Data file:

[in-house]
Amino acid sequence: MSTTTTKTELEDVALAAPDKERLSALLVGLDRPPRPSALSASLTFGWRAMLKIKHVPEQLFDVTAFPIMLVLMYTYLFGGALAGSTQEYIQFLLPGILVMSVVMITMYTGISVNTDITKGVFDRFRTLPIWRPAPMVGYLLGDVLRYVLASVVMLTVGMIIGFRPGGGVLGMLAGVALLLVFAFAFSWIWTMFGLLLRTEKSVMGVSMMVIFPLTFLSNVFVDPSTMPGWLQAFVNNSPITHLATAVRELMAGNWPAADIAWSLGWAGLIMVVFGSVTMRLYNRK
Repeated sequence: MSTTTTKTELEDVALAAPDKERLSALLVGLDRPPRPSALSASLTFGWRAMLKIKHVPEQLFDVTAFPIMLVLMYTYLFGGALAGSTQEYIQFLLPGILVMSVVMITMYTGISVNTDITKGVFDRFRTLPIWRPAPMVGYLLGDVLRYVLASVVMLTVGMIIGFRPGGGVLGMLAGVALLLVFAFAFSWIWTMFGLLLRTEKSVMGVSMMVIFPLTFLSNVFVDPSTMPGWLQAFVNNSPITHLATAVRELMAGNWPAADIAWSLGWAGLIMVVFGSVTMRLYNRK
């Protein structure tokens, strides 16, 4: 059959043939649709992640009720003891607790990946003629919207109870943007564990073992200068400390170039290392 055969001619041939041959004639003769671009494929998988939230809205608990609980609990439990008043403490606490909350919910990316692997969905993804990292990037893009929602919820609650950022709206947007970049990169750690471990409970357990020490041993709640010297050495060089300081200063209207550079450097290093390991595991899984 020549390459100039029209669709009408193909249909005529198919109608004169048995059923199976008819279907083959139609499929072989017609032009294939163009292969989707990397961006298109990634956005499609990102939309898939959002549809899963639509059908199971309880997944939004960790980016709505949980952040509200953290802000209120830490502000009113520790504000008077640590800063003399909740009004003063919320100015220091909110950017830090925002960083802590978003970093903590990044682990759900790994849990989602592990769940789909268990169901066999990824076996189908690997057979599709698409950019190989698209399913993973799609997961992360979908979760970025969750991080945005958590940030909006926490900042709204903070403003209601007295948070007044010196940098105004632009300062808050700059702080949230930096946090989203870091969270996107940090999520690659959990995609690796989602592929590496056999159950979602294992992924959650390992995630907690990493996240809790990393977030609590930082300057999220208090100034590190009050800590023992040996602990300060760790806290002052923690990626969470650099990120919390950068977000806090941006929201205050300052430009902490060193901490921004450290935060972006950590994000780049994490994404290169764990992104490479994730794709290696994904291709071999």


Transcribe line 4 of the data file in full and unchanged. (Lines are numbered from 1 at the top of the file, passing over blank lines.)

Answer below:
């Protein structure tokens, strides 16, 4: 059959043939649709992640009720003891607790990946003629919207109870943007564990073992200068400390170039290392 055969001619041939041959004639003769671009494929998988939230809205608990609980609990439990008043403490606490909350919910990316692997969905993804990292990037893009929602919820609650950022709206947007970049990169750690471990409970357990020490041993709640010297050495060089300081200063209207550079450097290093390991595991899984 020549390459100039029209669709009408193909249909005529198919109608004169048995059923199976008819279907083959139609499929072989017609032009294939163009292969989707990397961006298109990634956005499609990102939309898939959002549809899963639509059908199971309880997944939004960790980016709505949980952040509200953290802000209120830490502000009113520790504000008077640590800063003399909740009004003063919320100015220091909110950017830090925002960083802590978003970093903590990044682990759900790994849990989602592990769940789909268990169901066999990824076996189908690997057979599709698409950019190989698209399913993973799609997961992360979908979760970025969750991080945005958590940030909006926490900042709204903070403003209601007295948070007044010196940098105004632009300062808050700059702080949230930096946090989203870091969270996107940090999520690659959990995609690796989602592929590496056999159950979602294992992924959650390992995630907690990493996240809790990393977030609590930082300057999220208090100034590190009050800590023992040996602990300060760790806290002052923690990626969470650099990120919390950068977000806090941006929201205050300052430009902490060193901490921004450290935060972006950590994000780049994490994404290169764990992104490479994730794709290696994904291709071999």